Sen. Steve Daines told fellow Republicans in Helena on Saturday the party’s majority in the U.S. Senate is “the firewall for freedom," challenging his potential 2020 Democratic opponent to “bring it on.”
Daines was the keynote speaker for the annual Lewis and Clark County Republican Central Committee Lincoln Reagan Dinner. Standing at the podium adorned with a “Trump 2020” sign, Daines praised the work of the president and Montana Republicans on policies promoting limited government and border security.
“What we have in this state right now is we have a meth crisis going on,” he told the crowd.
Daines spoke about his recent visit to the southern border and a late-night outing with U.S. Border Patrol. He described witnessing an arrest and seeing agents struggle against a sophisticated network of cartel-run drug operations.
While Trump’s recent national security declaration is facing votes in Congress and court challenges, Daines blasted Democrats, saying that walls work.
“Ladies and gentlemen, the president is exactly right when he declares we have an emergency on our hands,” he said.
Daines touched on a number of other policies, including abortion and taxes, and addressed the new makeup of Congress with Democrats taking control of the U.S. House last year. He derided as “Venezuelan socialism” proposals such as the Green New Deal and said Medicare for all would create a massive entitlement that would eliminate the private insurance market as it is known today.
Daines said his own re-election could decide the makeup of the Senate, saying bluntly “whoever wants to challenge me, bring it on.”
The senator was not the only elected official to address the crowd, with Montana Senate President Scott Sales, Rep. Becky Beard and Secretary of State Corey Stapleton also taking the stage. Letters were read on behalf of Attorney General Tim Fox and Superintendent of Public Instruction Elsie Arntzen.
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Sales said the current legislative session has moved along well and he believes Republicans will stand together against tax increases. While Republicans are often open minded when it comes to policies, the fracturing of his party when voting with Democrats “makes it very difficult for us,” he said, emphasizing the importance of sticking together on important votes.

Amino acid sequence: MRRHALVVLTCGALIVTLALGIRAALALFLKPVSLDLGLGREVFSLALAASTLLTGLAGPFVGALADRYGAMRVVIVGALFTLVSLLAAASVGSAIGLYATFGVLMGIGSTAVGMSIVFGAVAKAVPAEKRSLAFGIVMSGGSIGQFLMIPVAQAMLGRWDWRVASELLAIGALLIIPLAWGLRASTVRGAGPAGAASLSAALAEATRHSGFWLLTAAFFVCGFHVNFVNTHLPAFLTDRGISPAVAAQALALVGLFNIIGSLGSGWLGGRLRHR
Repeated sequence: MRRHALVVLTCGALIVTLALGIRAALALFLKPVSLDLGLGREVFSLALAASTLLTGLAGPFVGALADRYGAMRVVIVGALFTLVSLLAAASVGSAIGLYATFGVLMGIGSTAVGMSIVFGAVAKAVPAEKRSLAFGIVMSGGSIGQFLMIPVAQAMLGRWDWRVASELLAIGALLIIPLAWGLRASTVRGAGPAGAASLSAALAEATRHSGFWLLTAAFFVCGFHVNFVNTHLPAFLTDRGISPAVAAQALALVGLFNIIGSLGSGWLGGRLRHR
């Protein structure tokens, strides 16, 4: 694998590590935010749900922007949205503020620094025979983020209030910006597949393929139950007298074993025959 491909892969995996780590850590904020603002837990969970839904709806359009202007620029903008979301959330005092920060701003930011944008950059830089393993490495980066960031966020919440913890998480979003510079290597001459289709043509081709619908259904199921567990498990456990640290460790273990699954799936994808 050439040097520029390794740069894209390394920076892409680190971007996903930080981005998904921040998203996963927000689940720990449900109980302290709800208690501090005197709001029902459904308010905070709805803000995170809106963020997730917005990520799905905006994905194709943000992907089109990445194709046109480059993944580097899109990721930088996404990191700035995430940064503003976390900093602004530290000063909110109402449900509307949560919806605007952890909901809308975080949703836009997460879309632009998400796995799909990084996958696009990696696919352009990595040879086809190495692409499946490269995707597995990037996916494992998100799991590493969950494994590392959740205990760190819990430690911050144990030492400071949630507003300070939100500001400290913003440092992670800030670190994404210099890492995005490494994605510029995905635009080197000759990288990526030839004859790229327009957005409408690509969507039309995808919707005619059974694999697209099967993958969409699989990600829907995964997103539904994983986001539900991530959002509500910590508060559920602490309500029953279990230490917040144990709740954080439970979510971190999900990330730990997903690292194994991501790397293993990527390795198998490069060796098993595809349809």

Beard, speaking on behalf of House Speaker Greg Hertz, said her caucus is committed to keeping pushes for tax increases to just a “dull roar.” She praised Hertz for diffusing tension over many of the more emotionally charged bills that have been debated this session.
Stapleton, who was the first major GOP candidate to announce a run for governor in a field that also includes Fox, said the party needs a unifying candidate.
“We have to bring it back to the party of strength, ideas and compassion,” he said.
Stapleton talked about spending cuts he's made at the secretary of state's office and felt the same could be done across state government, saying he believes $100 million could be cut. He said Republicans should nominate someone with “fire in their belly” as the GOP looks to take back the governor's seat for the first time in 16 years.
“The Republican Party controls its own destiny, and I will lead with the Legislature,” he said.
Debra Lamm, chairwoman of the Montana GOP, closed the evening saying while she believes the country is at a tipping point, and Republicans in the country and in Montana have developed the ground game necessary to succeed in 2020.